Right now, things feel out of control. And when things feel out of control, a sense of fear and helplessness can take over your thoughts.
You become the metaphorical rat in a maze searching for a way out, or around, the dreaded worst-case-scenario. This can be paralyzing from a psychological perspective.
But what if there are things you can influence right now? What if there was a way to discern the difference between your concerns and your control or influence?
When the two get muddled together, you lose the distinction between what you can actually change, and what you can’t. Then you swan dive into the rabbit hole of hopelessness and isolation.
Many people are struggling with control during quarantine. Control leads to self efficacy, feeling proactive, and grounded.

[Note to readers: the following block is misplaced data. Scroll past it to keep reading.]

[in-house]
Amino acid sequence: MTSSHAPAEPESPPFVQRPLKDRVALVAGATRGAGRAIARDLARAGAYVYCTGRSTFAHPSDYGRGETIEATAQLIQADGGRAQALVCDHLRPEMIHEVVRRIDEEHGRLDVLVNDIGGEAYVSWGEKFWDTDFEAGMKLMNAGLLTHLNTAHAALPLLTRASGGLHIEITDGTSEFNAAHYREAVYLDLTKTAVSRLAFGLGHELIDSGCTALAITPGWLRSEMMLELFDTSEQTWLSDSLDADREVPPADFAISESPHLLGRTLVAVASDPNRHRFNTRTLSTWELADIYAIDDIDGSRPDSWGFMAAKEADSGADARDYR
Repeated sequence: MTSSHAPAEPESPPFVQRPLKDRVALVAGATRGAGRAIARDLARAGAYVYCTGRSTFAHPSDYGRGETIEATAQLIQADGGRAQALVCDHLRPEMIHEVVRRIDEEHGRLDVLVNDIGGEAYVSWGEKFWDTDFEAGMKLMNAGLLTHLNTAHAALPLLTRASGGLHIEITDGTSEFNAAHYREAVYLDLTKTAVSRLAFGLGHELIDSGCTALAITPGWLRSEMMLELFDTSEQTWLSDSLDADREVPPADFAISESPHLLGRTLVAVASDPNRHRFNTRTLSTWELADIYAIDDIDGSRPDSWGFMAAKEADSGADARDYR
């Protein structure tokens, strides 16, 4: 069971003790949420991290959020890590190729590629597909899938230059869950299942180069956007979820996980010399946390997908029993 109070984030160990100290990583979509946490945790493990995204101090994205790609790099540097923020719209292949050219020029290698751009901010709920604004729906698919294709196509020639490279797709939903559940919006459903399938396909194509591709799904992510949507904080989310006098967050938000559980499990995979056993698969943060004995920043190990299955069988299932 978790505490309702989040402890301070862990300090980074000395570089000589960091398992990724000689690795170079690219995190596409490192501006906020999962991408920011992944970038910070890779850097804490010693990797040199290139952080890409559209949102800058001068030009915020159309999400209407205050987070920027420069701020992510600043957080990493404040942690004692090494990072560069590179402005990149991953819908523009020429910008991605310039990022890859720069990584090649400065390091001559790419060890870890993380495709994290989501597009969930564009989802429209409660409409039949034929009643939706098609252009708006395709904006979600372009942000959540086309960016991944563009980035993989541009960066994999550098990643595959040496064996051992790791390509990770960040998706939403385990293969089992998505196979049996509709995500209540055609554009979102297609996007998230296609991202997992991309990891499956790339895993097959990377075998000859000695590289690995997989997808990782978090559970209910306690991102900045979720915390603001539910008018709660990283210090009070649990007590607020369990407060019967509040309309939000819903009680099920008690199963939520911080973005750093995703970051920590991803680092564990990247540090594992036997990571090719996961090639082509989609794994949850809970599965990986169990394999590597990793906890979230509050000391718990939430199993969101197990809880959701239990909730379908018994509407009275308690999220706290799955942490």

So, grab a piece of paper. Draw a big circle. Now draw a smaller circle inside the big circle.
Brain dump all of your concerns into that big circle. Include everything from world peace to pandemics to politics and the environment.
In the inner circle, write down the things in your immediate environment that you have control or influence over right now. For example, you can decide when to call a friend, help a neighbor, take a shower, wash the dishes, or donate to a favorite charity, etc.
Notice the differences. How does that feel? Can you let go of the things you can’t control? Can you refocus on what you can control?
What proactive step can you take today toward feeling the way you want to feel?
The circle of control versus circle of concern is described by Stephen Covey in his book, The Seven Habits of Highly Effective People. In his model, he focuses on workplace behaviors – reactive versus proactive action.
But this model applies to much more – such as life, relationships, hygiene, exercise, mental health practices, and so on. How can it help you during the coronavirus pandemic and physical distancing?